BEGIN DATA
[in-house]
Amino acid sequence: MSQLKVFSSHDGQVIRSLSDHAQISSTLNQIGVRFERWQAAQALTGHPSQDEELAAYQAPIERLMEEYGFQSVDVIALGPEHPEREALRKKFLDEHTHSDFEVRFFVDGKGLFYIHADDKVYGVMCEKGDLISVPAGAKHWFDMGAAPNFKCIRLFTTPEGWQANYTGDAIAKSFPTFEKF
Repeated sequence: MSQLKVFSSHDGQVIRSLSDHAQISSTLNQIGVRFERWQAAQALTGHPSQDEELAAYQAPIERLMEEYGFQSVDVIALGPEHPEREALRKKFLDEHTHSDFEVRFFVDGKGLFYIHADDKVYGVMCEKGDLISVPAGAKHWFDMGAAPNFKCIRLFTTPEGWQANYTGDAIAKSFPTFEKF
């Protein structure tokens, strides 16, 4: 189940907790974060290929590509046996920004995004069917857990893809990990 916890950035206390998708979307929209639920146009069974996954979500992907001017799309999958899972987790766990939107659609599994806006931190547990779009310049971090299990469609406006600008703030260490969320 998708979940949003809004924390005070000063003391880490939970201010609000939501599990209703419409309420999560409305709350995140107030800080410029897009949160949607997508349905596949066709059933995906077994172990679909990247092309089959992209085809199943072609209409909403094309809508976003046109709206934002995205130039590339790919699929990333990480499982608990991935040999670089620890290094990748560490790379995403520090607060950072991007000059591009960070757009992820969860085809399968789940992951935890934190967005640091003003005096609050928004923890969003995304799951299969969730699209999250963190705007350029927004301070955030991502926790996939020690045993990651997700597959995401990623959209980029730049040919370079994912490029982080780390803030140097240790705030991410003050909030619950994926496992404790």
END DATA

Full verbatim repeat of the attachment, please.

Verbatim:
[in-house]
Amino acid sequence: MSQLKVFSSHDGQVIRSLSDHAQISSTLNQIGVRFERWQAAQALTGHPSQDEELAAYQAPIERLMEEYGFQSVDVIALGPEHPEREALRKKFLDEHTHSDFEVRFFVDGKGLFYIHADDKVYGVMCEKGDLISVPAGAKHWFDMGAAPNFKCIRLFTTPEGWQANYTGDAIAKSFPTFEKF
Repeated sequence: MSQLKVFSSHDGQVIRSLSDHAQISSTLNQIGVRFERWQAAQALTGHPSQDEELAAYQAPIERLMEEYGFQSVDVIALGPEHPEREALRKKFLDEHTHSDFEVRFFVDGKGLFYIHADDKVYGVMCEKGDLISVPAGAKHWFDMGAAPNFKCIRLFTTPEGWQANYTGDAIAKSFPTFEKF
């Protein structure tokens, strides 16, 4: 189940907790974060290929590509046996920004995004069917857990893809990990 916890950035206390998708979307929209639920146009069974996954979500992907001017799309999958899972987790766990939107659609599994806006931190547990779009310049971090299990469609406006600008703030260490969320 998708979940949003809004924390005070000063003391880490939970201010609000939501599990209703419409309420999560409305709350995140107030800080410029897009949160949607997508349905596949066709059933995906077994172990679909990247092309089959992209085809199943072609209409909403094309809508976003046109709206934002995205130039590339790919699929990333990480499982608990991935040999670089620890290094990748560490790379995403520090607060950072991007000059591009960070757009992820969860085809399968789940992951935890934190967005640091003003005096609050928004923890969003995304799951299969969730699209999250963190705007350029927004301070955030991502926790996939020690045993990651997700597959995401990623959209980029730049040919370079994912490029982080780390803030140097240790705030991410003050909030619950994926496992404790």